Achilles tendinopathy (sometimes called achilles tendonitis) is caused by repeated “micro injuries” to the achilles tendon that do not completely heal.
The fibrous tissue that connects your heel to the muscles in your leg is called the achilles tendon. The achilles tendon is the strongest tendon in the body. However over time or with a sudden increase in activity your achilles tendon can become sore and painful. This can be due to achilles tendinopathy (sometimes called achilles tendonitis) and is caused by repeated “micro injuries” to the achilles tendon that do not completely heal.
Achilles tendinopathy develops gradually. If you have sudden, severe pain in your achilles tendon you should seek treatment immediately. You may have an achilles rupture.
What are the symptoms of achilles tendinopathy?
Acute (suddenly appearing) tendinopathy (or tendonitis) symptoms might include:
- Gradually increasing (over several days) discomfort in and around the back of your ankle
- Pain when beginning exercise or activity that gradually eases during the activity
- Pain that eases with rest
- Tenderness in and around the back of your ankle
Left untreated acute pain can develop into chronic (persistent) achilles tendinopathy. Chronic pain symptoms may include:
- Pain increasing over days, weeks or months
- Pain during any exercise or activity
- Pain in the back of your ankle when walking uphill or up stairs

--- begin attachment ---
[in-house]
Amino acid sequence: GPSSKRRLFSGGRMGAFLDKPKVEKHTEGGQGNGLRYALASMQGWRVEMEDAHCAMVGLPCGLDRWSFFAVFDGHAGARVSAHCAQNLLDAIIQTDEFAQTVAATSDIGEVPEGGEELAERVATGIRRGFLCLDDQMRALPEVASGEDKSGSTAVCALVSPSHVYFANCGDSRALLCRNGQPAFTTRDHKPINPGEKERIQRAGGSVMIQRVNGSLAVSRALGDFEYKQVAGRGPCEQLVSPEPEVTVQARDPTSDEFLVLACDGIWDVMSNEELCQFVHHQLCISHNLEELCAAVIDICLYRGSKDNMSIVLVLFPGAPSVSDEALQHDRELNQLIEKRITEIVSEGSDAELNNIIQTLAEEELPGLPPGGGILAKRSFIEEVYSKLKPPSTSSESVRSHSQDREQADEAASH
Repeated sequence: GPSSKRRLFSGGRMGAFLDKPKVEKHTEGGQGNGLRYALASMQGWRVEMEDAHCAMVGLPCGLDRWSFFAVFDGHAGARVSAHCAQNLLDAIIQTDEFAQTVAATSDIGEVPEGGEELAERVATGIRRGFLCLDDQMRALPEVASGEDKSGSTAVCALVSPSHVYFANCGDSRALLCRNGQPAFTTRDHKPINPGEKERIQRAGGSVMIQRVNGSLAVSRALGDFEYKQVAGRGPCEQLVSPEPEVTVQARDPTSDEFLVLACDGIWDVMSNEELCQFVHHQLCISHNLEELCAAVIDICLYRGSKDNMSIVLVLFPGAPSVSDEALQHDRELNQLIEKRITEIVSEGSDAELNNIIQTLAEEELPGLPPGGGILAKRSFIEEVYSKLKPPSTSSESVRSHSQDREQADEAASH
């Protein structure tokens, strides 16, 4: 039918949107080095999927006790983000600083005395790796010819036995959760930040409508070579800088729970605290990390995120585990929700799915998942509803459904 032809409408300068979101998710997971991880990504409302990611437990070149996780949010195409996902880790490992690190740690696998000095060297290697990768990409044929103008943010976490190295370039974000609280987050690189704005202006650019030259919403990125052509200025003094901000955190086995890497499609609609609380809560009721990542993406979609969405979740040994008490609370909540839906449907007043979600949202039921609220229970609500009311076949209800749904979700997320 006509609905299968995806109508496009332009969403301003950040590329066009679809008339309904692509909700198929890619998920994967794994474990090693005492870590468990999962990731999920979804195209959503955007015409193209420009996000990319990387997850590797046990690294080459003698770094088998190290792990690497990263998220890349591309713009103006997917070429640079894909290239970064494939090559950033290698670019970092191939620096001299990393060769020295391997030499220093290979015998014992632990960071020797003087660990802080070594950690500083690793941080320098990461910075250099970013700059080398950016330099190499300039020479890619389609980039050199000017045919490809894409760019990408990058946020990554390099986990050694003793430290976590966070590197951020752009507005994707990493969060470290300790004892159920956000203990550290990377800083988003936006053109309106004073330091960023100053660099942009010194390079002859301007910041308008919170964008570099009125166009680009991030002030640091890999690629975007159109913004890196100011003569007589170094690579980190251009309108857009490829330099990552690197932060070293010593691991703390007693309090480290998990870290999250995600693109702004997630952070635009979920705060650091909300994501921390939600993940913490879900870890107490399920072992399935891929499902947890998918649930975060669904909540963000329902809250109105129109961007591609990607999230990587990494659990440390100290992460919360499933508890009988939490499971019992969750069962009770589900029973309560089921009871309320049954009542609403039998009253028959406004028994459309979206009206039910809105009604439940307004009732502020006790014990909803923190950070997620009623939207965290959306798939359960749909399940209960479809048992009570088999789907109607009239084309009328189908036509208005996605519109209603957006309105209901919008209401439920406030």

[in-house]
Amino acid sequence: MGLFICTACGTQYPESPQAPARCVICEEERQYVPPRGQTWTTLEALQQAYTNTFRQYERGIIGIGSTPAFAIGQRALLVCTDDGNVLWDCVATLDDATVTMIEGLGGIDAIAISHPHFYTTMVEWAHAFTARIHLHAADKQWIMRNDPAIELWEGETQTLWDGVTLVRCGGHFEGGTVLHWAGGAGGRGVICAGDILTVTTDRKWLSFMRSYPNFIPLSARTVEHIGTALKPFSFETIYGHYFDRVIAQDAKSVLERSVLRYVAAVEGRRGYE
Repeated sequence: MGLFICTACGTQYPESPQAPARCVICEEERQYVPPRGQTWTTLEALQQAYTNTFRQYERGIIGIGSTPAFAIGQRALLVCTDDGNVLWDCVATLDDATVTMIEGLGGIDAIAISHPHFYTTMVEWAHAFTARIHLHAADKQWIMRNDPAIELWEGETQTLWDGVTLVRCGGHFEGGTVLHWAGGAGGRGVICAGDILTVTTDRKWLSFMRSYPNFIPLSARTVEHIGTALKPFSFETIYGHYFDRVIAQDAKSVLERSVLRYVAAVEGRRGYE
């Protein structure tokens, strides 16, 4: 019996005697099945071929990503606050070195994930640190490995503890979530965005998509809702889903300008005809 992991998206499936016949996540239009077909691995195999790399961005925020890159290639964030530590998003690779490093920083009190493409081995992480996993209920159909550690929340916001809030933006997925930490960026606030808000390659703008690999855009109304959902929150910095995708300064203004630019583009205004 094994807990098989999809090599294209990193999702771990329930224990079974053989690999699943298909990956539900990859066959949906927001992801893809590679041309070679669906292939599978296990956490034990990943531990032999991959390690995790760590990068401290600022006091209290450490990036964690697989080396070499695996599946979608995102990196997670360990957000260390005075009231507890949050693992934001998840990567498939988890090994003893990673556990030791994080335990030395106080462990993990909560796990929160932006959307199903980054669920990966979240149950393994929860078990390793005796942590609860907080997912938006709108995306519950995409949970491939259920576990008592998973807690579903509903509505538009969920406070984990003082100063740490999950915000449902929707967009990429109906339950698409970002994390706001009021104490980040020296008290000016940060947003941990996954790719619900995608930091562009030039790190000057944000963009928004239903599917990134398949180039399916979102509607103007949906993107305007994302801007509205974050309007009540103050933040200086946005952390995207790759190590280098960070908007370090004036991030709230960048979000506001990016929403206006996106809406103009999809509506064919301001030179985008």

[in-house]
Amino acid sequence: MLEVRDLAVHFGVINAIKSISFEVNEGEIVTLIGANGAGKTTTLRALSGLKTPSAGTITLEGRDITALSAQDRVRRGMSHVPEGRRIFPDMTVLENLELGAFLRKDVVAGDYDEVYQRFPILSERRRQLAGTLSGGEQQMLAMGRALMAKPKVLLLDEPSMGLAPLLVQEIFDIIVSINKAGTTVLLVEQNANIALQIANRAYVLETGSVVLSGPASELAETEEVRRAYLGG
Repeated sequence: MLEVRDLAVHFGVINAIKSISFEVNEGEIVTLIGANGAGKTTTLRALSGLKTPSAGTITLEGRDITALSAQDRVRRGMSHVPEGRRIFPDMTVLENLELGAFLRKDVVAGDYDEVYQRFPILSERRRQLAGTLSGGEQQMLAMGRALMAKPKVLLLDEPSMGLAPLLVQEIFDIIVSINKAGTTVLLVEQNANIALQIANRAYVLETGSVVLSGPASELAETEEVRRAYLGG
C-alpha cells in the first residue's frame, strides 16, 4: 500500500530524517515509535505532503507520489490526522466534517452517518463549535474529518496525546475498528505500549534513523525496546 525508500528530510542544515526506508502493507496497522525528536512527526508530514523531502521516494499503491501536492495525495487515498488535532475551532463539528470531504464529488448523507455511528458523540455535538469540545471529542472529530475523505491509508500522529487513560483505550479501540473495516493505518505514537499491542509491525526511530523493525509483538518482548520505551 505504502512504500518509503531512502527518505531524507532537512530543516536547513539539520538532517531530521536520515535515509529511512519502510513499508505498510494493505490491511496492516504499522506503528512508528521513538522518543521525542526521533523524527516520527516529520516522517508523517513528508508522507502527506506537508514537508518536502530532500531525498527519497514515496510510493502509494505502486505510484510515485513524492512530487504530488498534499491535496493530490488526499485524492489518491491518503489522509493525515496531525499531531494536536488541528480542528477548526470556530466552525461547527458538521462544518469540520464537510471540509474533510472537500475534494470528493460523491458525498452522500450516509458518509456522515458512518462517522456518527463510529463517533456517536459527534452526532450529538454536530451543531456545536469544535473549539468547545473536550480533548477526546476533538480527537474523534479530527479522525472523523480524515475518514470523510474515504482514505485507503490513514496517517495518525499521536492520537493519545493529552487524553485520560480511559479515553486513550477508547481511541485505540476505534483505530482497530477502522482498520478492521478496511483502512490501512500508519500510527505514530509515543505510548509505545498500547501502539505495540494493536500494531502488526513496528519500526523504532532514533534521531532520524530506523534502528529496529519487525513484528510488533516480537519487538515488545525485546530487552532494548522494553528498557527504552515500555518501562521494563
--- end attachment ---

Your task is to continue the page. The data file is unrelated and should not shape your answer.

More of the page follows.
- Stiffness in your ankle (especially first thing in the morning)
- Lumps at or around the back of your ankle
- Tenderness or soreness at or around the back of your ankle
- Swelling at the back of your ankle
- Redness at the back of your ankle
How is achilles tendinopathy (tendonitis) treated?
A thorough examination by an Orthopaedic or Sport Medicine consultant is needed to properly diagnose and treat your achilles tendinopathy. Your consultant will assess your condition by observing you walking and standing. They will also examine your achilles tendon while you are laying face down on the examination table. If further examination is needed they may order a ultrasound scan or an MRI scan.
If there is no evidence of an achilles rupture your consultant may recommend conservative treatment such as:
- Rest your leg - take the weight off it
- Medication such as painkillers or anti-inflammatories
- Strapping or bracing the area
- Strengthening exercises as recommended by a healthcare professional.
You may also be referred to Physiotherapy.